Division
Division is repeated subtraction and equal sharing/partitioning. Stories and manipulatives are very helpful to children as they learn their division facts. For instance, Jamie had a bag of 18 pieces of candy. She gave one child 6 pieces, another child 6 pieces, and another child 6 pieces, and is now out of candy. She has subtracted 6 from her bag of candy 3 different times. Or think about Mark who shared a tray of 12 cookies with 4 friends. Also helping your student to see that 12 divided by 3 is the same as 3 x __ = 12 gets them to use the multiplication facts they know to solve division problems.

Resources for Practicing Reasoning Strategies

Math games are an engaging way to support students’ learning about numbers and operations. When played consistently, math games can support students’ development of computational fluency and strategic thinking.

Number talks typically last between 5 and 15 minutes and engage the whole class in strategy discussion. During a number talk, a teacher presents a meaningfully crafted computation problem. Students then solve the problem mentally and share their strategies with the class. While students are sharing their strategies, teachers are looking for accuracy, efficiency, and flexibility with their thinking.

Alycia Zimmerman shares resources and tips related to number talks at www.scholastic.com/teachers/blog-posts/alycia-zimmerman/number-talks-grow-mathematical-minds/

Assessing Math Fact Fluency and Reasoning Strategies

If done well, the assessment of basic math fact fluency can provide a teacher with invaluable information about what a student knows, doesn’t know, as well as any misconceptions the student may possess. These assessments do not need to be lengthy or complicated; it’s actually the use of a few well-constructed questions that can yield an abundance of information about student progress and next steps for instruction.

According to the article “Assessing Basic Fact Fluency” by Gina Kling and Jennifer Bay-Williams, there are three important ways to glean important data about students understanding.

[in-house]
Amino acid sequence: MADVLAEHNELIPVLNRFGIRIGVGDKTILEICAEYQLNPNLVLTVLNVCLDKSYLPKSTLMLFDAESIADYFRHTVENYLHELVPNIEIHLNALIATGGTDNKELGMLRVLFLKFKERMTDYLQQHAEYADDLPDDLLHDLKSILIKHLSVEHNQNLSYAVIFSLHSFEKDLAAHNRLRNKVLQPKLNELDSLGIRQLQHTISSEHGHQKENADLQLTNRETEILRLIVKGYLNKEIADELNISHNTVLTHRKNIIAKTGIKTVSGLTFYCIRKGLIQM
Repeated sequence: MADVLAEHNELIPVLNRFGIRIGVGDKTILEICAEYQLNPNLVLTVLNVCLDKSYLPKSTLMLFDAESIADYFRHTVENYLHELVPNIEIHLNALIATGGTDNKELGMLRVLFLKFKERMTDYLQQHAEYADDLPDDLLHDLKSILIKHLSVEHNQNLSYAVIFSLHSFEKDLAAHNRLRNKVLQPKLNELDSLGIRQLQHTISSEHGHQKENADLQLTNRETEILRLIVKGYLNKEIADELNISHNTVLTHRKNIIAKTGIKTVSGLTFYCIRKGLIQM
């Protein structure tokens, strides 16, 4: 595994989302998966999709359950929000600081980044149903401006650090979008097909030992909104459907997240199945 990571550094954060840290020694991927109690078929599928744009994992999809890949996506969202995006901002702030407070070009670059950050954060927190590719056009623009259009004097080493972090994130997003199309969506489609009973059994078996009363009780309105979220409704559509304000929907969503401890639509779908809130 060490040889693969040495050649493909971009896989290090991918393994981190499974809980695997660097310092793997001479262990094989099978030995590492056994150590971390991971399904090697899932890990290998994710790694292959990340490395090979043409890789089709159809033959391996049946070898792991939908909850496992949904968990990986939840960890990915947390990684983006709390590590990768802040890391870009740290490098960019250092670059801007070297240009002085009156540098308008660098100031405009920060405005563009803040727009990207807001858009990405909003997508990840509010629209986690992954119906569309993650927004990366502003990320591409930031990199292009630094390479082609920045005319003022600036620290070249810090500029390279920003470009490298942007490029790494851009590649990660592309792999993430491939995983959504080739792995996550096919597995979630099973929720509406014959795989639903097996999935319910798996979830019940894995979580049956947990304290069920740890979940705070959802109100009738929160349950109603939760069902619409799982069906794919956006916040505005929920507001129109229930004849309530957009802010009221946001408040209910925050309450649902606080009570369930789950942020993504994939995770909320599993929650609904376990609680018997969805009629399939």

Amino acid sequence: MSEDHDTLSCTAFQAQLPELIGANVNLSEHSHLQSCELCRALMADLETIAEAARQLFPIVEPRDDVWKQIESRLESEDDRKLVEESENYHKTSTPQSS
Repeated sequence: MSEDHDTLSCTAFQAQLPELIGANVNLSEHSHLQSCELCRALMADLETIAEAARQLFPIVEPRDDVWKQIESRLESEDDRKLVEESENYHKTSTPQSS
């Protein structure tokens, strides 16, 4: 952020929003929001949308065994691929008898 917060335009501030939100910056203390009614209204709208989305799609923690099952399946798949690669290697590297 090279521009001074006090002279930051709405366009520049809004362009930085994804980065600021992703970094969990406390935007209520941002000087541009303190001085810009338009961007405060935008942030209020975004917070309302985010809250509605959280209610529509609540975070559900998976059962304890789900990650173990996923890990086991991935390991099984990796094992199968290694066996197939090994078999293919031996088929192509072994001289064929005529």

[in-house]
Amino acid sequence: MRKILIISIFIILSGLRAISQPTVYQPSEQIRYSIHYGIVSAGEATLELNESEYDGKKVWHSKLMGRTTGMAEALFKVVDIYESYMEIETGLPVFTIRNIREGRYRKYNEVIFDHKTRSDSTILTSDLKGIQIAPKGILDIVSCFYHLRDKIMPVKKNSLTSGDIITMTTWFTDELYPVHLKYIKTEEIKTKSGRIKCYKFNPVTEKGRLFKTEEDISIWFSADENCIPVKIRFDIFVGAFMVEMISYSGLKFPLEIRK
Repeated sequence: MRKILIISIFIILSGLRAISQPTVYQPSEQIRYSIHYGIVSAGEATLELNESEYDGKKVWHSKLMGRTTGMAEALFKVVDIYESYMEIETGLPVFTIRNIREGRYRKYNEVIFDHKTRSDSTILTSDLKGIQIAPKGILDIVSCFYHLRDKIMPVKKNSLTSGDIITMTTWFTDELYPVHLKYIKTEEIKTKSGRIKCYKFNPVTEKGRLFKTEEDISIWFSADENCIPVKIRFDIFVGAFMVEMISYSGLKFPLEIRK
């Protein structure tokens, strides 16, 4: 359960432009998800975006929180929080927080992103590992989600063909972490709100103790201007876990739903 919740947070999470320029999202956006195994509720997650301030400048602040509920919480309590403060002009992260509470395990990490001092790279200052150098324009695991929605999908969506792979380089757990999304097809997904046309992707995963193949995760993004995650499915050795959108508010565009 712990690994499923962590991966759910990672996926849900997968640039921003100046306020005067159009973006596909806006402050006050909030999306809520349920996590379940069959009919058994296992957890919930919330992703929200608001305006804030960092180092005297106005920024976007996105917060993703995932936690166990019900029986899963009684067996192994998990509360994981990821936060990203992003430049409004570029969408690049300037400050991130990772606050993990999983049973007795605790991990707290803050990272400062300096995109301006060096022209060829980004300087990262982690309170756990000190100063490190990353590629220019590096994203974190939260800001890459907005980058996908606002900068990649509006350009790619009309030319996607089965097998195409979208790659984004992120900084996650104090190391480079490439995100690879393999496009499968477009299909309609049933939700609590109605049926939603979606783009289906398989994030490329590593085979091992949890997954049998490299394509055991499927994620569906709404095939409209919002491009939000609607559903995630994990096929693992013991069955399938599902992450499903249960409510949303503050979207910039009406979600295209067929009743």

• Interviews
• Engaging in a brief discussion with a student provides a window into their thinking and reasoning. Also, as students talk through how they are solving problems, there is an increased likelihood that they begin to check the reasonableness of their answers and self- correct when it is necessary. Listed below are some sample questions that can be used when interviewing individual students:
• Write a problem on an index card. Ask the student the answer to the question, as well as how they found the answer and if they know of another way to solve the problem.
• Ask students how they can use the answers to facts they know to solve facts they don’t know. For example, as questions like “How can 5 + 5 help you to solve 7 + 5?” or “How can 3 x 3 help you to solve 4 x 3?”
• Observations
Math class is full of opportunities to observe children at work. Pull up alongside a student as they are playing a math game, completing a partner task, or completing independent work and notice what they are doing. Notice the answers they are getting along with how they are arriving at those answers. Notice the facts students “just know” versus those they need to use reasoning strategies to solve. Are the strategies they are using efficient? Are they using a variety of strategies or just one? Do they self-correct if an answer is wrong?